By Shubhra Chaturvedi
One of Barack Obama’s biggest foreign policy challenges during his second term in the office would be handling the Iranian nuclear programme and its current situation. With the gradual progress of the Iranian nuclear programme and existing differences between the US and Iran, what will be the future of US policy towards Iran? Will Obama’s tenure see the worsening of the coercive policy in the name of necessary sanctions? Or will diplomacy get another chance?
Will sanctions work?
Barack Obama in the final presidential debate claimed that his administration had “organised the strongest coalition and the strongest sanctions against Iran in history, and it is crippling their economy.” Despite of claims to success, the gradual progression of Iran towards nuclear technology proves otherwise about the impact of these sanctions. Robert Menendez, the Junior Unites States Senator from New Jersey claimed that, “The window is closing. The time for the waiting game is over”. He also acknowledged the Iranian slither towards nuclear weapons by adding “Yes, our sanctions are having a demonstrable effect on the Iranian economy, but Iran is still working just as hard to develop nuclear weapons.”
Sanctions have been portrayed as the most effective way to deal with the violations of international norms by the US. Iran and North Korea prove otherwise. North Korea has been under sanctions since 2006 and yet it recently went ahead with the Unah-3 rocket launch violating the UNSC Resolutions. Chinese support to North Korea could be one of the reasons behind its defiant mood. It is also an indication of how the engagement with a change in leadership is difficult. This should be noted while dealing with Iran too with Ahmadinejad’s term coming to an end. The implicit Russian support to Iran is an additional feature that needs to borne in mind while analyzing the success rate of the sanctions in the Iranian case. It is true that sanctions have humanitarian costs and are the symbols of international unity against any nuclear proliferation; however, they fail due to the cloak and dagger support offered by other states.
Will diplomacy work?
Diplomatic initiatives from the US towards Iran might be desirable for both Iran and the US but it is a difficult task. Iran would want to buy time while the US would want to prevent another ‘Iraq’. But with the continuous US talks of worsening the sanctions, diplomacy seems to be a dim option.
An important issue is the constant diplomatic engagement with Mahmoud Ahmadinejad and not Ayatollah Khomeini, the “Supreme leader of Iran”. Reuters reported Khomeini’s views about the relations between Iran and the US claiming that, “By exploiting inattention … corrupt American, NATO and Zionist agents are trying to divert the deluge-like movement of Muslim youth and bring them into confrontation with one another in the name of Islam.” He added, “the aggressive and interventionist arrogant powers are making every effort to divert the course of these significant Islamic movements.” While the reference was to the Shia uprising in the Gulf, the mood of the leader towards the west is clear.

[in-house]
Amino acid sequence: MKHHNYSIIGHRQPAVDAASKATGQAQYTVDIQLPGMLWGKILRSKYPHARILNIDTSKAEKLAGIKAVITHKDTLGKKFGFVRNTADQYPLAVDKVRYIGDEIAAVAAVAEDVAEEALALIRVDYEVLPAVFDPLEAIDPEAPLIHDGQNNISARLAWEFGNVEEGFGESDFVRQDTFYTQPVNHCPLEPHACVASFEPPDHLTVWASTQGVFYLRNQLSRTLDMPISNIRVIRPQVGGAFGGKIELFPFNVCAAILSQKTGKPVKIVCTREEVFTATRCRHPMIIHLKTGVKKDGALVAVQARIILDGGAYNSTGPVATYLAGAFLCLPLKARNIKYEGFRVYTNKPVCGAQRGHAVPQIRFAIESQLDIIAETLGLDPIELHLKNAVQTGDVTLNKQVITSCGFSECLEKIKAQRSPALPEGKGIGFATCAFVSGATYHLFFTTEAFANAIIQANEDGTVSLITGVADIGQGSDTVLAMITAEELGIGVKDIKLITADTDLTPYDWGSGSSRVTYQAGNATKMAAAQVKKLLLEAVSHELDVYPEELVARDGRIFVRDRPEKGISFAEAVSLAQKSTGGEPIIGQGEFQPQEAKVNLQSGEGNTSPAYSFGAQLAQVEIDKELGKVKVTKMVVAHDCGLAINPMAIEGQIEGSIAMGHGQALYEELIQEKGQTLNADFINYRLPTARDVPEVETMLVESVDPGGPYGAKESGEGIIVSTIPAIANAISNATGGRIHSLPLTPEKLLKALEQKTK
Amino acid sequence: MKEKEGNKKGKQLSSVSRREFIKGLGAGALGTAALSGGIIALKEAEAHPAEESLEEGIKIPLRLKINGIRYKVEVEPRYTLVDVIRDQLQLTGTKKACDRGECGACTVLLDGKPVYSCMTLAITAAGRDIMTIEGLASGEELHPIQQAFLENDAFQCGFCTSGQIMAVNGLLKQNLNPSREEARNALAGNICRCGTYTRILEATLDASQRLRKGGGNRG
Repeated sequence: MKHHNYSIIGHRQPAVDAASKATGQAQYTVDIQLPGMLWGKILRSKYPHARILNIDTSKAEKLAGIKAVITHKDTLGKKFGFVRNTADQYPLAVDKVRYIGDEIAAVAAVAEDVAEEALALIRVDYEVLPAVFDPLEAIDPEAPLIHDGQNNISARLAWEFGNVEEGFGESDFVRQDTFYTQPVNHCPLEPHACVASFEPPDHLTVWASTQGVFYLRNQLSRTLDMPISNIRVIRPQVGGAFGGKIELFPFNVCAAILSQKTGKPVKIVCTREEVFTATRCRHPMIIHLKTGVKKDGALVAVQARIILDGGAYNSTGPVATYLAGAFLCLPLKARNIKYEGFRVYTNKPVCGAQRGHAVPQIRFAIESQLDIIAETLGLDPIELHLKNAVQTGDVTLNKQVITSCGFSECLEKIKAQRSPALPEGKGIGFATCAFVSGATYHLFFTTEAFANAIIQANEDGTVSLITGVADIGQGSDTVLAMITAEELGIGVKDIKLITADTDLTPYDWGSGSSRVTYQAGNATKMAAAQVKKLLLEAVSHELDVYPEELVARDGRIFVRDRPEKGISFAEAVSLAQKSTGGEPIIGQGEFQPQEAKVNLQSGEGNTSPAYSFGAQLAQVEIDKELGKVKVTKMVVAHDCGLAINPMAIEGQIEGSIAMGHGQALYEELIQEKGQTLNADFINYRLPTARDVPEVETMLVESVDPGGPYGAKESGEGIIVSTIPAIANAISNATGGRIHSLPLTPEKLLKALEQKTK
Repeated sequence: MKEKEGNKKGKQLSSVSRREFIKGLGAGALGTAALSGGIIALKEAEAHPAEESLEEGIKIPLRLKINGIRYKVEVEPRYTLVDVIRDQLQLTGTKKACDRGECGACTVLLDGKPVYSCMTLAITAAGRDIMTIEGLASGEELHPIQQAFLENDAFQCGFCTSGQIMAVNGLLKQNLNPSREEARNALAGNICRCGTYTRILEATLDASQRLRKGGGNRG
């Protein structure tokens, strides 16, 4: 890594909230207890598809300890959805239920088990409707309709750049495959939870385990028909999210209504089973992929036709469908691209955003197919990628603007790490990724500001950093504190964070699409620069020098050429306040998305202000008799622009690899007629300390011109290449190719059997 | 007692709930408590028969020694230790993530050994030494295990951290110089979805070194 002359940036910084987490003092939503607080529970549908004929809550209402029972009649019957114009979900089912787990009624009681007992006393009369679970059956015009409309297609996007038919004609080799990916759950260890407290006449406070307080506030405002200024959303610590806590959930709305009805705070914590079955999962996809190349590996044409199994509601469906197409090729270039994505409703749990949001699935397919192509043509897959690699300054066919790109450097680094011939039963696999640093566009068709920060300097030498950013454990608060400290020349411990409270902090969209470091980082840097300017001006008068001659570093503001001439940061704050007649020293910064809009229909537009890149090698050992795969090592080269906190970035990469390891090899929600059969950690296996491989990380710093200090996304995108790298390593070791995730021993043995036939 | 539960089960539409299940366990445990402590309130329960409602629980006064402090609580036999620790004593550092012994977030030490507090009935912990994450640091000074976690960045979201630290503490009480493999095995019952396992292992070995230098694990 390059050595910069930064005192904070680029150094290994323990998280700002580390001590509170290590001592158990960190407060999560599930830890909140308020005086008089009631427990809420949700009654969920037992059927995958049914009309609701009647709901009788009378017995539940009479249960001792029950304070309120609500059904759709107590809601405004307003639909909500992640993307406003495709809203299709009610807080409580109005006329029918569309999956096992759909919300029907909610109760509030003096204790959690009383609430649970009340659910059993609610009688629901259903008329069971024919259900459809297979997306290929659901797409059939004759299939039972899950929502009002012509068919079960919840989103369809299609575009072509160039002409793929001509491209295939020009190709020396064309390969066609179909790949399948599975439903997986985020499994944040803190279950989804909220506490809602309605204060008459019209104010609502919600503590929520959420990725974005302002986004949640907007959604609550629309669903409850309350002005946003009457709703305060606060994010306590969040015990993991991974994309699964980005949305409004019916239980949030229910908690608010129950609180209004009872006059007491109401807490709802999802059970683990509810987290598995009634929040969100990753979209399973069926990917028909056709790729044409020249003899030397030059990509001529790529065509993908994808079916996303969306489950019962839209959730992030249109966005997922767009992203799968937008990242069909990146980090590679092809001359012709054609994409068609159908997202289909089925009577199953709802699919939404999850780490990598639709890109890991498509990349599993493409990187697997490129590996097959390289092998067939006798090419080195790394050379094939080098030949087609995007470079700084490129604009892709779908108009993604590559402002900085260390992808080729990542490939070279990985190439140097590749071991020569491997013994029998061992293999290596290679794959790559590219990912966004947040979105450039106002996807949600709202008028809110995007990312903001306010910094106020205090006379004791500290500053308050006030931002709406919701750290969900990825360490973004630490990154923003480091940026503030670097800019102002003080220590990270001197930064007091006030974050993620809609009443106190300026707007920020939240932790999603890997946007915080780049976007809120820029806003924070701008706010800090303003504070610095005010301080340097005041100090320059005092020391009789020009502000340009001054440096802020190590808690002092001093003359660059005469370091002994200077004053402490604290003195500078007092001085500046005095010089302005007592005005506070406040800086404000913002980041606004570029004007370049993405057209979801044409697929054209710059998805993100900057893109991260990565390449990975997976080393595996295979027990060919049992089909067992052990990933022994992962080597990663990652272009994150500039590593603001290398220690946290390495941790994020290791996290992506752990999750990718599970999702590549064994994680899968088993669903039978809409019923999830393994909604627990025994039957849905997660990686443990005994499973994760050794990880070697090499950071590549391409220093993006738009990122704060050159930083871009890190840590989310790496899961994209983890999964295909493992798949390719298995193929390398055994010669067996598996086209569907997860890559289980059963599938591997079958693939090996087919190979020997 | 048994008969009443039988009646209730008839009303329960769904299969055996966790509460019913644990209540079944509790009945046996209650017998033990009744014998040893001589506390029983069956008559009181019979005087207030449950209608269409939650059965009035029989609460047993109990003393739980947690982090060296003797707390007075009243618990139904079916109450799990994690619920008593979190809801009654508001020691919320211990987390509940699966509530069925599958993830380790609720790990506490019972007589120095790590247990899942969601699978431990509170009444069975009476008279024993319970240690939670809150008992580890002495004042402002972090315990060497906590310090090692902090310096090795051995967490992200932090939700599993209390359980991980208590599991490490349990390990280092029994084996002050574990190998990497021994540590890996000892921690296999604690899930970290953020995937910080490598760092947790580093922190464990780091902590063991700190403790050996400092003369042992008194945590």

Another roadblock in the possibility of diplomatic exchanges is the issue of Israel. Iran has joined the “axis of resistance” movement which is an anti-Israel movement. The American statements about support for Israel have been provocative rather than anything productive or substantial. With the constant American blurting about prospective support to Israel, any form of advancement in ties between the US and Iran seems unlikely.
Iranian nuclear programme is a matter of constant worry for the ‘international community’. A major issue is the unsure nature of the Iranian plans and intentions which all the states are trying to gauge. The New York Times highlighted the possibility of ‘taqiyya’ in the Ayatollah Khomeini denial of the Iranian nuclear ambitions. Taqiyya is a form of religious dissimulation or a legal dispensation, which the Shia Islam propagates, whereby a believer can deny his faith or commit otherwise illegal or blasphemous acts when he/she is at a risk of significant persecution. Is it then possible that the denial of the nuclear programme is an extension of the same philosophy?
Sanctions imposed on any state endanger the common people and create a pressure on the state violating the international norms. Yet, an impending failure of sanctions in case of Iran is for sure. Diplomatic engagement between the US and Iran might at least bring Iran to the nuclear club headed by the US instead of the ‘opposite’ represented by the North Korea clout as of now. Iran’s nuclear ambitions are clear and it is not the question of “how” but rather “when” it fulfils them completely. Productive diplomatic exchanges with Iran are necessary not just for the sake of engagement but rather to welcome another emerging nuclear power in the international domain. It is time a substantial and well planned process commences to welcome this new member into the nuclear club.
Research Officer, NSP, IPCS
email: [email protected]
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